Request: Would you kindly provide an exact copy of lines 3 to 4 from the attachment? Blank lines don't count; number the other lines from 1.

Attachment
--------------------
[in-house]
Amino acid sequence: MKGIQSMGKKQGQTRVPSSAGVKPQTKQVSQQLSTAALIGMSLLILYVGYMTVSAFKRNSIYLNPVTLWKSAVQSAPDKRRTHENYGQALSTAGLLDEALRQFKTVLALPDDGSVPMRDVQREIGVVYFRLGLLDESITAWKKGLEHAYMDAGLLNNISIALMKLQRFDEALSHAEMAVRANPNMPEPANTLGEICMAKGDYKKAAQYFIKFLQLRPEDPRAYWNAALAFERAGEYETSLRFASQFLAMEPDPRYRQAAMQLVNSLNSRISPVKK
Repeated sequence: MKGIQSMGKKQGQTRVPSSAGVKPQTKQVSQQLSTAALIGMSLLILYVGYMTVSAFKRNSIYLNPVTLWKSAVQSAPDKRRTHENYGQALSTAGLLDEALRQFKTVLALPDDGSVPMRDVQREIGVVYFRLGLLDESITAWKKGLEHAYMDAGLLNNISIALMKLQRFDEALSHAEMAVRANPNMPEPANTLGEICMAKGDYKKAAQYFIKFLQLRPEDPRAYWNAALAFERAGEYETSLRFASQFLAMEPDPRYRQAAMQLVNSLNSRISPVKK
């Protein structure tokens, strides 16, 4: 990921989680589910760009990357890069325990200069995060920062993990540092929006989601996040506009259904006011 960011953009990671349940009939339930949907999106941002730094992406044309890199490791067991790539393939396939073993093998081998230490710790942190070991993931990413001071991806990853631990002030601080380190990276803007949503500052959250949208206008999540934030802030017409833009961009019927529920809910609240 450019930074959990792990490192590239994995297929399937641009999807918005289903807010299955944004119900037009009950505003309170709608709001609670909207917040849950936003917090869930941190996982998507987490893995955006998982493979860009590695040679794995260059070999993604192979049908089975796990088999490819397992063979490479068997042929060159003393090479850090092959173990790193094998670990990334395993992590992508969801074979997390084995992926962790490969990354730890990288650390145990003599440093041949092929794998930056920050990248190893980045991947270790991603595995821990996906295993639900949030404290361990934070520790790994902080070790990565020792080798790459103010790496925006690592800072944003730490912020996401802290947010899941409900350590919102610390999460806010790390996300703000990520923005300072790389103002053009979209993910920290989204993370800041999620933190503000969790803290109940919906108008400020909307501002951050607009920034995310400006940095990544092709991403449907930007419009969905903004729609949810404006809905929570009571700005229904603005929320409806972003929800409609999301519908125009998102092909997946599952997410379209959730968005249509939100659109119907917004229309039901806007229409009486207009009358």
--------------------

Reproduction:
Repeated sequence: MKGIQSMGKKQGQTRVPSSAGVKPQTKQVSQQLSTAALIGMSLLILYVGYMTVSAFKRNSIYLNPVTLWKSAVQSAPDKRRTHENYGQALSTAGLLDEALRQFKTVLALPDDGSVPMRDVQREIGVVYFRLGLLDESITAWKKGLEHAYMDAGLLNNISIALMKLQRFDEALSHAEMAVRANPNMPEPANTLGEICMAKGDYKKAAQYFIKFLQLRPEDPRAYWNAALAFERAGEYETSLRFASQFLAMEPDPRYRQAAMQLVNSLNSRISPVKK
């Protein structure tokens, strides 16, 4: 990921989680589910760009990357890069325990200069995060920062993990540092929006989601996040506009259904006011 960011953009990671349940009939339930949907999106941002730094992406044309890199490791067991790539393939396939073993093998081998230490710790942190070991993931990413001071991806990853631990002030601080380190990276803007949503500052959250949208206008999540934030802030017409833009961009019927529920809910609240 450019930074959990792990490192590239994995297929399937641009999807918005289903807010299955944004119900037009009950505003309170709608709001609670909207917040849950936003917090869930941190996982998507987490893995955006998982493979860009590695040679794995260059070999993604192979049908089975796990088999490819397992063979490479068997042929060159003393090479850090092959173990790193094998670990990334395993992590992508969801074979997390084995992926962790490969990354730890990288650390145990003599440093041949092929794998930056920050990248190893980045991947270790991603595995821990996906295993639900949030404290361990934070520790790994902080070790990565020792080798790459103010790496925006690592800072944003730490912020996401802290947010899941409900350590919102610390999460806010790390996300703000990520923005300072790389103002053009979209993910920290989204993370800041999620933190503000969790803290109940919906108008400020909307501002951050607009920034995310400006940095990544092709991403449907930007419009969905903004729609949810404006809905929570009571700005229904603005929320409806972003929800409609999301519908125009998102092909997946599952997410379209959730968005249509939100659109119907917004229309039901806007229409009486207009009358």